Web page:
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A series by Mervyn Peake made of the novels Titus Groan, Gormenghast, and Titus Alone and the lesser-known novella "Boy In Darkness", which take place sometime before the second book. They are fantasy and take place in an imaginary world but do not have any elves, dragons, magic, or Patchwork Map. They focus on a group of weird and horrible people who live inside a huge castle with an apparently self-sustaining structure and no contact with the outside world other than a few villages, some lakes, and a mountain.

Titus Groan, the 77th Earl of Groan, is the ruler of Gormenghast, the eponymous castle. He dreads the long life before him, a life of ruling a single building, never leaving the moth-eaten, rusted-shut, claustrophobic, crumbling halls of pointless, decaying ritual. The castle/city's other inhabitants include the Magnificent Bastard Nietzsche Wannabe Anti-Hero (or Anti-Villain) terrorist Steerpike, Titus's sister Fuchsia, the good Dr Prunesquallor, chef Abiatha Swelter, Titus's gloomy father Sepulchrave, and Titus's mother Gertrude, the original Crazy Cat Lady.

The novels are very gloomy, disguising their actually fairly left-handed place on the Sliding Scale of Idealism Versus Cynicism. They have been described variously as Dickens on acid, an Edward Gorey drawing that goes on for a thousand pages, Kafka mainlining Yorkshire pudding and opium, and a Darker and Edgier Shakespeare. They are also cluttered and sprawling in a way that few major authors have managed to get away with before or since. The physical clutter of Gormenghast's sprawling castle and spiritual clutter of pointless custom and ritual are all lovingly described, sometimes at great length. In addition, there are whole passages where Peake departs from the plot(s) to stage dialogues and visit places and characters that are not even vaguely tied to the story and are never referred to again. Think LotR needed some ruthless editing? Gormenghast will have you reaching for the shears.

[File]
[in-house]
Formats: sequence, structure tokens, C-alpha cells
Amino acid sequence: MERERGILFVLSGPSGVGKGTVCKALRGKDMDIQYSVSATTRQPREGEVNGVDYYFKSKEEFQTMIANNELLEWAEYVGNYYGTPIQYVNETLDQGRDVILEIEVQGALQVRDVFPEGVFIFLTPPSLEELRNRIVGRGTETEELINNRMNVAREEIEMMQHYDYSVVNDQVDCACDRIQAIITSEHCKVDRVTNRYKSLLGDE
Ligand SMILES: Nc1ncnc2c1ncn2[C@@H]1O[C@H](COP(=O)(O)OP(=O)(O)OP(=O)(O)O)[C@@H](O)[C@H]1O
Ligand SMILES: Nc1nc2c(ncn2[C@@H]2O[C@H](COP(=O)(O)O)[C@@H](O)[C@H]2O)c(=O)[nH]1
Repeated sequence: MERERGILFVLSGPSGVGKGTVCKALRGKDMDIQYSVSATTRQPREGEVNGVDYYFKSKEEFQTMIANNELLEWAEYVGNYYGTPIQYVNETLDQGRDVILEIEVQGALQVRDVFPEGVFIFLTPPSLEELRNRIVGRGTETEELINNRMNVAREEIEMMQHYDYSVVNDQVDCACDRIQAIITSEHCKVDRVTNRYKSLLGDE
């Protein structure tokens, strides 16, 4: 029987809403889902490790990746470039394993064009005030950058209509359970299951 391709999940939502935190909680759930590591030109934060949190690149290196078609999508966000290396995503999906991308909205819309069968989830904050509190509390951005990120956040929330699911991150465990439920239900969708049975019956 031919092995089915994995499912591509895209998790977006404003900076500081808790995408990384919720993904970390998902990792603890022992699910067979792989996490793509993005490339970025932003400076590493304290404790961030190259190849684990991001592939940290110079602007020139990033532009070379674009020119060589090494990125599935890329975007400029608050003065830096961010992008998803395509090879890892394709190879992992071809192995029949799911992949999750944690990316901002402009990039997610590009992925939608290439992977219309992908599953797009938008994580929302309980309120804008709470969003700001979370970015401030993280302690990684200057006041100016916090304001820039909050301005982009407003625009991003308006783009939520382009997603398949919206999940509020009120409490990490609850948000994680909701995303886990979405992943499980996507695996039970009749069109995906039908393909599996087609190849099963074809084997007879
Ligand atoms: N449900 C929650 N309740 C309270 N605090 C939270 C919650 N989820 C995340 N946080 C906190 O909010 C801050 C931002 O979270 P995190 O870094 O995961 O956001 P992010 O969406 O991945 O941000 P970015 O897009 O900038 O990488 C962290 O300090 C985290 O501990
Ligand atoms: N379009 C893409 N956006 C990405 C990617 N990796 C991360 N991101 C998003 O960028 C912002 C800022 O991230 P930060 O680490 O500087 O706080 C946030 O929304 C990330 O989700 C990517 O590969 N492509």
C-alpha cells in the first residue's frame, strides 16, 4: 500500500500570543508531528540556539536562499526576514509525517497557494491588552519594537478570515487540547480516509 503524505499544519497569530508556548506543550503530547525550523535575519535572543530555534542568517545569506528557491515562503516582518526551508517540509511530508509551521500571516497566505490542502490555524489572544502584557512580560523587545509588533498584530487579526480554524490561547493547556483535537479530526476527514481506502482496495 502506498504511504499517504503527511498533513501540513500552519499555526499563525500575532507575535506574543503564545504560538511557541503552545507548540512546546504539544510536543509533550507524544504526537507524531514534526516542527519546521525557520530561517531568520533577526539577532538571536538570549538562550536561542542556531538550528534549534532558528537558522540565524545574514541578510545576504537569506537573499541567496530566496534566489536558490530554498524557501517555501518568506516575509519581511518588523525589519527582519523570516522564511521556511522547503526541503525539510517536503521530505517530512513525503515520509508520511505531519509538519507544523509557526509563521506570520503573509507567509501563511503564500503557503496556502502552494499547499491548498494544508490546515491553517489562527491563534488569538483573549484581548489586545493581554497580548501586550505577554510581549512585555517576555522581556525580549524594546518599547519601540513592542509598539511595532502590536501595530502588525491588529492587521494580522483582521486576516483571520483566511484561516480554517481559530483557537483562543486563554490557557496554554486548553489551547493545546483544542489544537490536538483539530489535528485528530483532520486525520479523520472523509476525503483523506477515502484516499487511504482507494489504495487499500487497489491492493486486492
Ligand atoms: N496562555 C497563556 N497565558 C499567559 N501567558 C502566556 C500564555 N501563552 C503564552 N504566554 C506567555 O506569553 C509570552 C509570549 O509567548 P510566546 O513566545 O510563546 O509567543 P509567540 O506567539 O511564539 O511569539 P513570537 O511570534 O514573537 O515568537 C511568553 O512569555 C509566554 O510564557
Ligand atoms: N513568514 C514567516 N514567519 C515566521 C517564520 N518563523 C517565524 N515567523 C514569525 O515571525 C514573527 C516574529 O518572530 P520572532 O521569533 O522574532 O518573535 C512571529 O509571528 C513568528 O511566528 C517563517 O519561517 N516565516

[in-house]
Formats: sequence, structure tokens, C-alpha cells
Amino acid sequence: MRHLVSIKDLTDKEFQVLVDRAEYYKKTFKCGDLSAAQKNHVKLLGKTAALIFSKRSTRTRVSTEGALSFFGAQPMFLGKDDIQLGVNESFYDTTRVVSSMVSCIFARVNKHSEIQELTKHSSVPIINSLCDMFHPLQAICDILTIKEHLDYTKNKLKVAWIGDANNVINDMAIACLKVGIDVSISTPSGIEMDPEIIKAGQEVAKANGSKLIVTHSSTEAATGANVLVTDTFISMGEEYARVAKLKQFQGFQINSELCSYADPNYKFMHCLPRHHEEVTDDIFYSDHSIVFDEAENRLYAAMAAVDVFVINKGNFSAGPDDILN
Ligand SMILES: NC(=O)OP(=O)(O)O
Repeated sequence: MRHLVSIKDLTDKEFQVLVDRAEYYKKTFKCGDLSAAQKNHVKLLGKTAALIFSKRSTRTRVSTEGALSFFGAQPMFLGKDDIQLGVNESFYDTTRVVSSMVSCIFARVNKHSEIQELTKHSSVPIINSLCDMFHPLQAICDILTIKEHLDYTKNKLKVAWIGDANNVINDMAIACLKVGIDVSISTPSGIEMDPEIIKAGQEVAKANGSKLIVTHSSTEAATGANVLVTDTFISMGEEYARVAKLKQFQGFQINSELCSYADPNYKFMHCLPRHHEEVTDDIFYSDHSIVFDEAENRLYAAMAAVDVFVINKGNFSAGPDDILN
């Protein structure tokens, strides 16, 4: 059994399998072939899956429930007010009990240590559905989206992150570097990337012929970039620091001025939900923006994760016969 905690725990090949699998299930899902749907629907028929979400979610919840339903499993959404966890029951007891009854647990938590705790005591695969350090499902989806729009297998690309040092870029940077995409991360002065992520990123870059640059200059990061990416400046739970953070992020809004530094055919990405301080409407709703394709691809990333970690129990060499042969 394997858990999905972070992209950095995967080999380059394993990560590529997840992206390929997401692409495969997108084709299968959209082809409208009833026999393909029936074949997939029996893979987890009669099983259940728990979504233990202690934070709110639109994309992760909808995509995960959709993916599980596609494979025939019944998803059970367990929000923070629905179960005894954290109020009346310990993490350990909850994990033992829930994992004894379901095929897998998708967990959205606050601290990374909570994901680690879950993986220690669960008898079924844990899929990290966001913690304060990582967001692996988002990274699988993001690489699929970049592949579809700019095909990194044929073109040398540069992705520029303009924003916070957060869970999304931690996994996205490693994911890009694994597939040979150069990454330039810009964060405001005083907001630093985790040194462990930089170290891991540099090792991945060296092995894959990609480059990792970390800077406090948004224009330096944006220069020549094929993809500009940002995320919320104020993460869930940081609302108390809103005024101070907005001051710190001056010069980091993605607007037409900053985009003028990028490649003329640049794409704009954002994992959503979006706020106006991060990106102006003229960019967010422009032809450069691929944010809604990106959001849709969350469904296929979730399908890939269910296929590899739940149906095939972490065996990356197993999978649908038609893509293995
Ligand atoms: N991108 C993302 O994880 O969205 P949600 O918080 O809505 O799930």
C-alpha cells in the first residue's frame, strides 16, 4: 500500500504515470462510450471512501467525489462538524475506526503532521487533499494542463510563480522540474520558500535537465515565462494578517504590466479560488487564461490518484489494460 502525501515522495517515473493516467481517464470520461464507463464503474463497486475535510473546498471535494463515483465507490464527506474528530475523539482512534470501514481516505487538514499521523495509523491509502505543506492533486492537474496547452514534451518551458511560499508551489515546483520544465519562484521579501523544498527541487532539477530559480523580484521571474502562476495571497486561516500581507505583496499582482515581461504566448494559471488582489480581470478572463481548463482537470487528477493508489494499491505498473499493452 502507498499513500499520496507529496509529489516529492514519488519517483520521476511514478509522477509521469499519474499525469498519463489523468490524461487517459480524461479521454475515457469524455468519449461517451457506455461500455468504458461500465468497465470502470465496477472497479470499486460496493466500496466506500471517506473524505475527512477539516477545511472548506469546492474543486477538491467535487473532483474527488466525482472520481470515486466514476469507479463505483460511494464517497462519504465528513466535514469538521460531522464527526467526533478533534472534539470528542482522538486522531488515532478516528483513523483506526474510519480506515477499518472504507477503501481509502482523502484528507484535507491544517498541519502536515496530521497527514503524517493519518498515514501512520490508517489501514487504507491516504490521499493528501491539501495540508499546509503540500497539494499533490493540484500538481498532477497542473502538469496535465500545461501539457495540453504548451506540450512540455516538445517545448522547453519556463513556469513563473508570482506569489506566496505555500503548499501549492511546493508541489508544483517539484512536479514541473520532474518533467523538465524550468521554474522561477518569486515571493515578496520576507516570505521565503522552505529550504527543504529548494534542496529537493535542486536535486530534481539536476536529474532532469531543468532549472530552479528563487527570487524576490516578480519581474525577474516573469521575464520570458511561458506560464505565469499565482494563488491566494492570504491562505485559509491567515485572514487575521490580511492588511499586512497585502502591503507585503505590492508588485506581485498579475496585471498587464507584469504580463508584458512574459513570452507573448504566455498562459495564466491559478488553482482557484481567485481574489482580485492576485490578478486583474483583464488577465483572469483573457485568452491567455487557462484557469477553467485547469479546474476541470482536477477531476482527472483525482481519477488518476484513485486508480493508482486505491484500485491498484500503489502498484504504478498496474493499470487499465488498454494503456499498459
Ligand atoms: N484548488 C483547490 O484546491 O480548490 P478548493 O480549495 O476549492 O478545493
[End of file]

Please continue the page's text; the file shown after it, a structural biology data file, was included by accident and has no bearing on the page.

The series should have been the first three in a series which should have followed the protagonist's entire life; sadly Peake's rapidly-evolving Parkinson disease prevented this goal from being realized; the fourth novel would have been entitled "Titus Awakes" and a fragment of it is said to have been penned by Peake before he became totally incapacitated, along with a list of events which would have taken place in the following volumes. It has since been found and edited by Peake's daughter, and published June 2011.

Michael Moorcock is a great admirer of Gormenghast, which he judges a masterpiece of fantasy and has praised vocally in several instances.

In 2000, the BBC adapted the work for the small screen as a project explicitly for the new millennium, focussing on the first two books involving Steerpike. Peake purists criticised it for being Lighter and Softer than the books.

Brian Sibley adapted the books for BBC radio twice - the first time also adapting the first two books as separate plays, the second as a series, The History of Titus Groan, adapting the entire trilogy. There have also been several stage adaptations AND an opera adaptation!

Tropes used in Gormenghast include: